In 1939, child psychologist, author and pioneer toymaker Hilary Fisher Page developed a visionary new toy: hollow, plastic building blocks with four or eight studs that enabled children to build stuff with them, from little toy houses to huge plastic skyscrapers. Page himself built these structures for Kiddicraft's stand at the 1947 Earls Court Toy Fair. You know those impressive LEGO displays of entire cities they have in their parks and stores? Kiddicraft was doing that before LEGO bricks even existed. Here's a picture of some Kiddicraft buildings:
You could also build extremely realistic-looking toddlers.
In the same year, LEGO's founder Ole Kirk Christiansen bought a plastic injection machine from a salesman who demonstrated the type of toys that could be produced with it by showing him some Kiddicraft play sets. This was only meant to be an example of the machine's capabilities, but Christiansen had a better idea: doing the exact same thing and calling it by another name.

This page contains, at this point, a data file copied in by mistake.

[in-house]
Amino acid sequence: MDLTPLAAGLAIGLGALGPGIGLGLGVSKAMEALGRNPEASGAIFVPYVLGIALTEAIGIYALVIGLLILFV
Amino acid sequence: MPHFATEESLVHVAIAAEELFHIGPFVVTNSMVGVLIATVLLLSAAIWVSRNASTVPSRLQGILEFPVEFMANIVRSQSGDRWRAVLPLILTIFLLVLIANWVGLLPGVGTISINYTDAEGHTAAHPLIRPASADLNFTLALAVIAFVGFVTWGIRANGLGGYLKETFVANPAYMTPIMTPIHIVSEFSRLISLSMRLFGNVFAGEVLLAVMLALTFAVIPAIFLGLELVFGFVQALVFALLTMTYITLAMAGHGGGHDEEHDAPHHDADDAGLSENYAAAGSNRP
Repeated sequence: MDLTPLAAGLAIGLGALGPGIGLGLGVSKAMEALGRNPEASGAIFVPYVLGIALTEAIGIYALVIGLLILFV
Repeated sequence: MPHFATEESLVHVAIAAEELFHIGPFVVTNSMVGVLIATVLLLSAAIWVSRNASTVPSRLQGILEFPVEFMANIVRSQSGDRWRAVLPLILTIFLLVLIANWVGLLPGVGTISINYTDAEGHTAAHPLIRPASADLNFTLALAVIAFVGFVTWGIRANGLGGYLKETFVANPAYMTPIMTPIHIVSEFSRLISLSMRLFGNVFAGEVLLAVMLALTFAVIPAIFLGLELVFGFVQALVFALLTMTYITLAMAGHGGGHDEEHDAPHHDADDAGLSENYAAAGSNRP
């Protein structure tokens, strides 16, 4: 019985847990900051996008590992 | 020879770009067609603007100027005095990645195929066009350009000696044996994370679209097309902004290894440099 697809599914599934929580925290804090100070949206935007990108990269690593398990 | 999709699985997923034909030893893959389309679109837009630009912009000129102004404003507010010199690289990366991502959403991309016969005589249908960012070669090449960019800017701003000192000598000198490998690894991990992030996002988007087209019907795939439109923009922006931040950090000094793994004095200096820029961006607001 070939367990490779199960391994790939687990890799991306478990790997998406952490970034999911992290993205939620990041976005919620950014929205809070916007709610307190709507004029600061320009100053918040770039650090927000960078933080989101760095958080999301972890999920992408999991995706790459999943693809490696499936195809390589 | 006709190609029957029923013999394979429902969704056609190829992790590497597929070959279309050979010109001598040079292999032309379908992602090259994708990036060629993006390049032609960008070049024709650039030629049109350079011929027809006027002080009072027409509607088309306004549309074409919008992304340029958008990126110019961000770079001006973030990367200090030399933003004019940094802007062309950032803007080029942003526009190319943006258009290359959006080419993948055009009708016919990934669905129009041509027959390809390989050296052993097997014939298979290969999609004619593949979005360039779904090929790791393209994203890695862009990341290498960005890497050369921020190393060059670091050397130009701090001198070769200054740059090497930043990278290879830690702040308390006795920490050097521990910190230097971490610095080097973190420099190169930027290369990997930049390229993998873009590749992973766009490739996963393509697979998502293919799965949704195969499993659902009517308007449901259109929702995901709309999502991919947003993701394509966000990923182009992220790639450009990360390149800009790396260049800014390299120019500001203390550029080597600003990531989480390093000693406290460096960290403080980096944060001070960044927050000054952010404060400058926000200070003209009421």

LEGO went into full Thomas Edison mode, copying the Kiddicraft play sets right down to the little doors and windows that came with them:
Kiddicraft on the left, LEGO on the right.
The rest, of course, is history. LEGO went on to become a household name to such an extent that it is now impossible to go to the bathroom in the middle of the night without stepping on at least one of their products on the way (even if there are no children in your house). Page, in turn, ended up committing suicide in 1957 as his company went down the toilet. LEGO respected his death by gleefully buying the rights to the rest of his ideas in the '80s, then doing nothing with them.